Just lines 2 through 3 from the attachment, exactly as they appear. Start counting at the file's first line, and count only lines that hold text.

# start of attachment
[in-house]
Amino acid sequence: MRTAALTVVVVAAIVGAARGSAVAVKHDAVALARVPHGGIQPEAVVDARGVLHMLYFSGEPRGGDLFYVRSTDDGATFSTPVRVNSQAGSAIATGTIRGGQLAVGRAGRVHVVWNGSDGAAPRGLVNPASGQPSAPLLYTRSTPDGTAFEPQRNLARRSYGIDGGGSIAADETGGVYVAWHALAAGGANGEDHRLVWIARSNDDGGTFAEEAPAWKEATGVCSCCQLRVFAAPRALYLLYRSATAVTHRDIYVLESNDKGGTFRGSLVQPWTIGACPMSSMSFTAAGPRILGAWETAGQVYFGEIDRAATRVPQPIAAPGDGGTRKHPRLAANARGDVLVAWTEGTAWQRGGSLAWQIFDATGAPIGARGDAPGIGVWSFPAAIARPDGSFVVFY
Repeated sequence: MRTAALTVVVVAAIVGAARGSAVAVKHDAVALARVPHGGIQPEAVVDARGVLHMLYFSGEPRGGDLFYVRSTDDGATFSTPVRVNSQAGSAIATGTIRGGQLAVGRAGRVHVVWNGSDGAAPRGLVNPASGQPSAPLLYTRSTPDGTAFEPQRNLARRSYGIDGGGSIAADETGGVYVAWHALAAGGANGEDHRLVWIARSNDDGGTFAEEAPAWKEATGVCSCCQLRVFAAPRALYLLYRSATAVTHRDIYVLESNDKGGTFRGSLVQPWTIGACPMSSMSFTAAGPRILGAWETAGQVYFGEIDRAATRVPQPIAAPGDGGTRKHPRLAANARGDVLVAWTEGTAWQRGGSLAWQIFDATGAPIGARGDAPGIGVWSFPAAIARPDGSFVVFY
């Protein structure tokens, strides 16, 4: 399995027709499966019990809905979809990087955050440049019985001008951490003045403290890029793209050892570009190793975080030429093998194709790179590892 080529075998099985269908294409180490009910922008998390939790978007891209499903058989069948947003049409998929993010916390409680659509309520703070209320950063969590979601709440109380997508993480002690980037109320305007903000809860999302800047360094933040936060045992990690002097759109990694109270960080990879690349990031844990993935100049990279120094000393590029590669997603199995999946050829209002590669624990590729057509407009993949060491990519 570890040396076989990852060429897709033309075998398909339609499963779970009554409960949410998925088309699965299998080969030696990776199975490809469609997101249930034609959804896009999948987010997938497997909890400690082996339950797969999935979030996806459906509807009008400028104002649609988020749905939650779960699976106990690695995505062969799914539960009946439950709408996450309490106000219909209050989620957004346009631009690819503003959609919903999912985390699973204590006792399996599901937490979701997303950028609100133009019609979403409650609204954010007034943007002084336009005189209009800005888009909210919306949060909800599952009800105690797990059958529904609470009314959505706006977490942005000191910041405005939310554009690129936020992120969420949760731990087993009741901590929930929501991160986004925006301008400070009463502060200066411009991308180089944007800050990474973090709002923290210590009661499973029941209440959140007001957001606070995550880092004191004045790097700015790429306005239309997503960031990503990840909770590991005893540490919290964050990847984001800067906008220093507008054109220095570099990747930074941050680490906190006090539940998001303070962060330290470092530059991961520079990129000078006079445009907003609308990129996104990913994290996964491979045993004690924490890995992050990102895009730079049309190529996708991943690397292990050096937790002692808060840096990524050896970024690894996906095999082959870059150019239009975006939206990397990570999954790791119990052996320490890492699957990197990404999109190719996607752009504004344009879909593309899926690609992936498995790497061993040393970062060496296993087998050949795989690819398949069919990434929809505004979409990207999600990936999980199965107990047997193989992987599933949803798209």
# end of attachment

Amino acid sequence: MRTAALTVVVVAAIVGAARGSAVAVKHDAVALARVPHGGIQPEAVVDARGVLHMLYFSGEPRGGDLFYVRSTDDGATFSTPVRVNSQAGSAIATGTIRGGQLAVGRAGRVHVVWNGSDGAAPRGLVNPASGQPSAPLLYTRSTPDGTAFEPQRNLARRSYGIDGGGSIAADETGGVYVAWHALAAGGANGEDHRLVWIARSNDDGGTFAEEAPAWKEATGVCSCCQLRVFAAPRALYLLYRSATAVTHRDIYVLESNDKGGTFRGSLVQPWTIGACPMSSMSFTAAGPRILGAWETAGQVYFGEIDRAATRVPQPIAAPGDGGTRKHPRLAANARGDVLVAWTEGTAWQRGGSLAWQIFDATGAPIGARGDAPGIGVWSFPAAIARPDGSFVVFY
Repeated sequence: MRTAALTVVVVAAIVGAARGSAVAVKHDAVALARVPHGGIQPEAVVDARGVLHMLYFSGEPRGGDLFYVRSTDDGATFSTPVRVNSQAGSAIATGTIRGGQLAVGRAGRVHVVWNGSDGAAPRGLVNPASGQPSAPLLYTRSTPDGTAFEPQRNLARRSYGIDGGGSIAADETGGVYVAWHALAAGGANGEDHRLVWIARSNDDGGTFAEEAPAWKEATGVCSCCQLRVFAAPRALYLLYRSATAVTHRDIYVLESNDKGGTFRGSLVQPWTIGACPMSSMSFTAAGPRILGAWETAGQVYFGEIDRAATRVPQPIAAPGDGGTRKHPRLAANARGDVLVAWTEGTAWQRGGSLAWQIFDATGAPIGARGDAPGIGVWSFPAAIARPDGSFVVFY